If the application was granted the Operating Schedule had identified a number of measures which would be converted into conditions and would ensure the premise operated appropriately.

The hours had been reduced from those operated previously and it was confirmed that the applicant had attended a licensing course on 10th September 2018. It was stated that the applicant was aware of how a premise should be run and that she had worked in the retail sector for some time. The applicant was keen to make the business a success

Mr. Fisher and the applicant were asked questions by the Committee Members.

A discussion took place in relation to the plan which had been attached to the application. It was clear that the plan was incorrect as a number of structural changes had taken place while the premises were being refurbished. It was noted that when a visit had taken place by an Officer from the Council’s Building Control Section and the Fire Brigade at the premise on 8th August 2018 the applicant had been informed that a fire risk assessment should be carried out immediately. To date no fire risk assessment had been undertaken.

There appeared to be some confusion as to who would take responsibility for ensuring the fire risk assessment was carried out and whether the plan was accurate.

The applicant was asked to explain how she would ensure that previous clientele of the premise would not return and cause similar issues which had occurred there under the previous Premise Licence Holder. The applicant stated that she intended to employ one of the previous doorstaff.

Mr. Fisher and the applicant were asked questions by Sergeant Higgins from Cleveland Police.

It was explained that Parker Barras were the letting agent and that the landlord of the premises was Dennis Harley Developments Limited. When questioned, Mr. Fisher was not able to explain who was paying for the work at the premises.

It was suggested to Mr. Fisher that he was asking the Committee to follow the same process that occurred on the previous occasion when Parker Barras had been responsible for locating the previous tenant. Mr. Fisher denied this and stated that Parker Barras had attempted to resolve the previous issues connected with the premise but were unable to do so as the previous licence holder would not accept their help.

It was suggested that the applicant’s mother would be involved in the premise as she initially appeared on the lease. Mr. Fisher stated that she was intended to be guarantor and not involved in the running of the premise. It was suggested to Mr. Fisher that the amended lease with the applicant’s mothers name removed was only produced after the Police had raised their concerns that she was connected with the premise.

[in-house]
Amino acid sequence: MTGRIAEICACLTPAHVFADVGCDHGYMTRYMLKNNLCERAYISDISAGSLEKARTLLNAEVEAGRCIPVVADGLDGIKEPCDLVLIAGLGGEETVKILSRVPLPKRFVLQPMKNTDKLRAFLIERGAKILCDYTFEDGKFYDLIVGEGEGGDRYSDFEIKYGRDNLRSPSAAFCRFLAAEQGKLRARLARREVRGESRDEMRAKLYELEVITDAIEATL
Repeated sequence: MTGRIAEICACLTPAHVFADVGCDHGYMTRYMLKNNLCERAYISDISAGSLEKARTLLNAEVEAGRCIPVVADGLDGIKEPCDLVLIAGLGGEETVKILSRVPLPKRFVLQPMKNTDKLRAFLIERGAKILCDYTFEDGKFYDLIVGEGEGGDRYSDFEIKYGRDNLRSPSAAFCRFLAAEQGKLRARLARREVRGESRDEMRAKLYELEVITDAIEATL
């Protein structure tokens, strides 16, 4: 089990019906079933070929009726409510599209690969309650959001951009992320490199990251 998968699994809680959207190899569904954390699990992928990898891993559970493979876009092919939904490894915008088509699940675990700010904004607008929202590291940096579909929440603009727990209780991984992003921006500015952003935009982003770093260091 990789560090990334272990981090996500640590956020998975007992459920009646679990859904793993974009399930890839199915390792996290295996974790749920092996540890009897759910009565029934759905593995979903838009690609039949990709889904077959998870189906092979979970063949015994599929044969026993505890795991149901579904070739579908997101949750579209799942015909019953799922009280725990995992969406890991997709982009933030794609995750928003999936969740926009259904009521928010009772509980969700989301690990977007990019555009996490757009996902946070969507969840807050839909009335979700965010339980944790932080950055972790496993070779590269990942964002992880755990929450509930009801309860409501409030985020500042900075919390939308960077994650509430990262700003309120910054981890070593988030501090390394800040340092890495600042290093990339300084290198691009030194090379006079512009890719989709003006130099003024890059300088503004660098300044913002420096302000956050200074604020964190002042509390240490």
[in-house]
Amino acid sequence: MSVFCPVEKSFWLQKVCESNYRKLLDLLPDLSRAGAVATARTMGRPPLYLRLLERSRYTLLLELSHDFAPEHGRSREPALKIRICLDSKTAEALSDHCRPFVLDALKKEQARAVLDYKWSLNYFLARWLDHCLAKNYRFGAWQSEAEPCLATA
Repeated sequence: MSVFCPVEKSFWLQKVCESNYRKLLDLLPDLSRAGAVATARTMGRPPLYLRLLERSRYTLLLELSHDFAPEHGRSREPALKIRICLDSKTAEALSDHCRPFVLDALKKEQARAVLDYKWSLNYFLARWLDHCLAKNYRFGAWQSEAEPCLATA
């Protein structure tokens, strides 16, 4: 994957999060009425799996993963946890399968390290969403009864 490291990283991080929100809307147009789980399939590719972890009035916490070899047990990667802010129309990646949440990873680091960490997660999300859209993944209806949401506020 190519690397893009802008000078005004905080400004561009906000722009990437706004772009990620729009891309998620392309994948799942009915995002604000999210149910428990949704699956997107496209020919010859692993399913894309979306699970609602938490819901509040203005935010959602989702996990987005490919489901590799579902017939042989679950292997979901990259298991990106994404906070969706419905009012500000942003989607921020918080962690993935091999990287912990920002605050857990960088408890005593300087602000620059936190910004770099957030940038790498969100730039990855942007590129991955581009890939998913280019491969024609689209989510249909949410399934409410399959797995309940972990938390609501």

On questioning the applicant on her experience, she accepted she had no experience of running or being involved in the management of a licensed premise.

The applicant was also questioned about her attendance on the licensing training course. The Committee had been informed that the applicant had attended the course on the 10th September 2018, however, after questioning it became apparent that she had not attended the course.

The applicant was asked whether she understood the operating schedule and the conditions which would be attached to the premises licence. The applicant stated that she had relied on advice she had been given. The applicant was unable to explain the condition relating to ‘Challenge 25’.

The applicant confirmed that she had a job in a pharmacy and was also mother of a young child, she also confirmed that if the licence was granted she did not intend to give up her job. The Police reiterated their concern that she would not be actively involved in the premise and therefore would not ensure that the licensing objectives would not be undermined.

Questions were raised as to how the applicant came to appoint the Designated Premises Supervisor to manage the premise. The Police raised a concern that the DPS had not attended the meeting and therefore the Police, other responsible authorities and the members of the Committee were unable to ask any questions of the DPS.

The Committee had regard to the written representation from Public Health and heard oral submissions from the Health Improvement Specialist.

The Environmental Health Officer provided a copy of conditions which addressed the potential for public nuisance at the premise and which had been agreed with the applicant. The conditions were:-